An example of strengths-based engagement

Image by John Hain from Pixabay

The following is part of a reflection from Vanessa Linden, one of my students in HLSC6105 (Engaging families and communities) as part of her Master of Family Studies at the University of Newcastle. She was happy for me to share it on the blog.

I was invited a couple of weeks ago to teach Lactation classes for 3 days at the main maternity hospital while the Lactation Consultant was away. Normally you stand at the front of the class and talk about the anatomy and physiology of the breast and how the milk is made etc.

I started the class standing at the front and soon found that these new mums were yawning, dads were waiting outside, babies were crying… I stopped the class and grabbed a chair and asked the mums to sit around in a circle and also asked if the dads could come in. They all agreed so I invited the dads in. They picked up their babies and when it was calm, I asked each person ‘how are you feeling?’

The first mum burst into tears, the second mum said she was tired, then the next dad said he was so overwhelmed etc. I gave them tissues, water to drink and many couldn’t stop crying! We talked about the baby blues, having time out for themselves when they go home, and this tiredness and overwhelming feeling is normal the first few days after the birth of a baby.

I hugged them, they hugged each other and I think it was the best breastfeeding class that I’d ever taught even though we only talked about breast feeding for 10 minutes out of 30 minutes. I felt happy that everybody was so grateful when they left the class, but I also thought that I’d probably never be invited back again!

I returned two days later and was called into the bosses office… she told me that everybody was talking about my class and how the feedback forms were rated 5 stars, and they had all mentioned that the breast feeding class was the highlight!

I can only say that participating in ‘Engaging Families and Communities’ has changed the way that I teach new mums and dads…for the better! (Vanessa Linden, Master of Family Studies student)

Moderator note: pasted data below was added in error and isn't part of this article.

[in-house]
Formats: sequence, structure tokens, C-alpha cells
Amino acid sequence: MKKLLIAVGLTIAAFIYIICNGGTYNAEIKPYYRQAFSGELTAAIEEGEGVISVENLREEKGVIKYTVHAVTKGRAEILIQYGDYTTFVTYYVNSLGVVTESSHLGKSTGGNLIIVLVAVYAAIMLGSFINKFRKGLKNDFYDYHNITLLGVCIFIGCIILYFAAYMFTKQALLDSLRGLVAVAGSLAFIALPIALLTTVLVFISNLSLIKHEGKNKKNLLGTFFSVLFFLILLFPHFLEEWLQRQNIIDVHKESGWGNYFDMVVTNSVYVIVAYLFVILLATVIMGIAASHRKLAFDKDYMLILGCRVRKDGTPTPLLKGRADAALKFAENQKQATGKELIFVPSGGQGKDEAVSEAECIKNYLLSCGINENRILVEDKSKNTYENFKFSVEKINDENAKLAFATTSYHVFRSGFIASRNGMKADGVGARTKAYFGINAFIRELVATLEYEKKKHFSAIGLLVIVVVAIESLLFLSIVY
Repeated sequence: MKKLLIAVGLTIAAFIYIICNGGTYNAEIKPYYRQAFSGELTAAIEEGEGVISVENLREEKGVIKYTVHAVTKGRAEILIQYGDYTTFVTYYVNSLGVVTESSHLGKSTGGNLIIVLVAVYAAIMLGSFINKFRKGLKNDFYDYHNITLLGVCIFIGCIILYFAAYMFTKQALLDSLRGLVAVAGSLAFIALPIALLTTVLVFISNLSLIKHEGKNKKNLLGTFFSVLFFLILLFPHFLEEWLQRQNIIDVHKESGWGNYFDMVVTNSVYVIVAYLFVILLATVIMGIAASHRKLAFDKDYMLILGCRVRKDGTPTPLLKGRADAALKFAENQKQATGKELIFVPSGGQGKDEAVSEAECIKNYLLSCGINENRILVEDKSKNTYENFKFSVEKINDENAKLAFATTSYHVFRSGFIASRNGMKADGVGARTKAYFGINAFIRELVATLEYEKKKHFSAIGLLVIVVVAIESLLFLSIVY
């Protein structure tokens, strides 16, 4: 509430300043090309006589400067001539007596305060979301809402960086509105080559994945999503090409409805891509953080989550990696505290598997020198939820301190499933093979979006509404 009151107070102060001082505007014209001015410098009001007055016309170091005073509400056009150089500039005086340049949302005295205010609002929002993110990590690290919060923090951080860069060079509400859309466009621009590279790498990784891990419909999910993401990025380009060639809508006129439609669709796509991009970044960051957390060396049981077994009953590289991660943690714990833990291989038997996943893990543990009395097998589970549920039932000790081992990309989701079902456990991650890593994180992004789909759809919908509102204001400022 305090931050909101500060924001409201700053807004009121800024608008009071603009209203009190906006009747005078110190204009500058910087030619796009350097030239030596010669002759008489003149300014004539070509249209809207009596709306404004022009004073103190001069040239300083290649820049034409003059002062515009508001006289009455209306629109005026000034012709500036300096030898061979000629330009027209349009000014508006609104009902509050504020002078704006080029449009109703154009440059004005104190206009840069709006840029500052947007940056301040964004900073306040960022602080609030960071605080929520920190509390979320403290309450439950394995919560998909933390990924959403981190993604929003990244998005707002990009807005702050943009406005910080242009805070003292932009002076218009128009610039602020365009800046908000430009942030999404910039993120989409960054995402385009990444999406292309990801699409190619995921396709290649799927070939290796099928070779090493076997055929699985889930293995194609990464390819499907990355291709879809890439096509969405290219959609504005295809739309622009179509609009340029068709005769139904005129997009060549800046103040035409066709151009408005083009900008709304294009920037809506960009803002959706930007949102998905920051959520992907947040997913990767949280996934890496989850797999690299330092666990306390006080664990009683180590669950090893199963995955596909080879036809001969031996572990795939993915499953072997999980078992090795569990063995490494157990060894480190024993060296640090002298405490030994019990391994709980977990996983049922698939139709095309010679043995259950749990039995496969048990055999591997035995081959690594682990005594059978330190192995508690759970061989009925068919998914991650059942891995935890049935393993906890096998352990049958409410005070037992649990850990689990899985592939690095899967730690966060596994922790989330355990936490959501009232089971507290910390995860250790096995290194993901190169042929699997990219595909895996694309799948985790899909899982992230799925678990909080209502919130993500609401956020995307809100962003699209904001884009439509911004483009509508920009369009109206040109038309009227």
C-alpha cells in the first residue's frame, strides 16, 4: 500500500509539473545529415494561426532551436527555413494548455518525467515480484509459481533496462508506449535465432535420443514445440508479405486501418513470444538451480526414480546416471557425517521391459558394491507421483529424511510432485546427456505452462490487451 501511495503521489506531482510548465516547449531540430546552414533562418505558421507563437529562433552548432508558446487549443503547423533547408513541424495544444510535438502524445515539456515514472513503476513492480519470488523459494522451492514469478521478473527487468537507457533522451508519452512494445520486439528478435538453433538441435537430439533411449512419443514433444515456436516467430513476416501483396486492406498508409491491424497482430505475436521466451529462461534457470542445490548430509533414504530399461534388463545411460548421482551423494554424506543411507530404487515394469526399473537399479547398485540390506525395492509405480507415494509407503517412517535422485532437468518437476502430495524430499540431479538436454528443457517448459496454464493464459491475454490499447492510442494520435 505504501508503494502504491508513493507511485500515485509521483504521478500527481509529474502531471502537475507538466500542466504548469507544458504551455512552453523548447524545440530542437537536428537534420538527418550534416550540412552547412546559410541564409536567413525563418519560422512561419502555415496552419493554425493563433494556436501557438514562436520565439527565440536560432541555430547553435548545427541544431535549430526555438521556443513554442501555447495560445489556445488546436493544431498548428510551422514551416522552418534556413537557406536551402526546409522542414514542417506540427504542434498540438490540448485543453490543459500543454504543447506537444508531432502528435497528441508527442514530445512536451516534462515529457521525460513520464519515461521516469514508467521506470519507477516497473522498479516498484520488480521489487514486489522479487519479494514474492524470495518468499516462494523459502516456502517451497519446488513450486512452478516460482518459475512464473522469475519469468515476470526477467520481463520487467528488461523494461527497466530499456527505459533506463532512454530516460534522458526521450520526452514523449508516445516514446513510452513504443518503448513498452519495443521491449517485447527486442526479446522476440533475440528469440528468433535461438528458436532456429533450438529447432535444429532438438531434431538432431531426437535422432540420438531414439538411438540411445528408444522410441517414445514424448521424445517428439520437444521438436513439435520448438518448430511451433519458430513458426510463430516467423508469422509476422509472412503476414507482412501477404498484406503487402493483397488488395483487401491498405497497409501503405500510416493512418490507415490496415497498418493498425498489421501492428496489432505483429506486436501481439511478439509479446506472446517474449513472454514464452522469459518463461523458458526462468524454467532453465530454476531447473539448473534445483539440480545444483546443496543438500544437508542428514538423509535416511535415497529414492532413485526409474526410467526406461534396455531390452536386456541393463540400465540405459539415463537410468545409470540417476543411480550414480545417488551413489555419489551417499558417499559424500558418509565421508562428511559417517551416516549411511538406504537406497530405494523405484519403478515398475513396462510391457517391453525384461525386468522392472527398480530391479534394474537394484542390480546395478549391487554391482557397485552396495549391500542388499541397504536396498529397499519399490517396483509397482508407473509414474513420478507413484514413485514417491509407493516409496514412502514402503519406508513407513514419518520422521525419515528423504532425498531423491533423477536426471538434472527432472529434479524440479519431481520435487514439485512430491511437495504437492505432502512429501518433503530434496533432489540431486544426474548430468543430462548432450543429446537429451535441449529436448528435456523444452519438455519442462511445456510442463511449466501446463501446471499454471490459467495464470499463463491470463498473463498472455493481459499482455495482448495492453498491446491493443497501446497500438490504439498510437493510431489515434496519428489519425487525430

I think her story is more a comment about her courage to try something new and her ability to see what was happening in the group, than it is a comment about the course. It demonstrates the importance of seeing the individuals behind our work.

It is also an example of a strengths-based approach to working with groups because she changed the focus from one way information giving to real two-way communication, she created a very different power dynamic (it become power-with rather than power-over) and she recognised the group’s ability to support each other.

If you liked this post please follow my blog, and you might like to look at:

  1. Seven principles for a strengths-based approach to working with groups
  2. An introduction to strengths-based practice (a video lecture)
  3. Power and strengths-based practice
  4. 7 principles guiding my work
  5. A video and some tips on family engagement
  6. Engaging fathers: An overview of evidence-based practice

If you find any problems with the blog, (e.g., broken links or typos) I’d love to hear about them. You can either add a comment below or contact me via the Contact page.

About Graeme Stuart

Lecturer (Family Action Centre, Newcastle Uni), blogger (Sustaining Community), Alternatives to Violence Project facilitator, environmentalist, father. Passionate about families, community development, peace, sustainability.
This entry was posted in Being an academic, Facilitation & teaching, Families & parenting and tagged , , , , . Bookmark the permalink.

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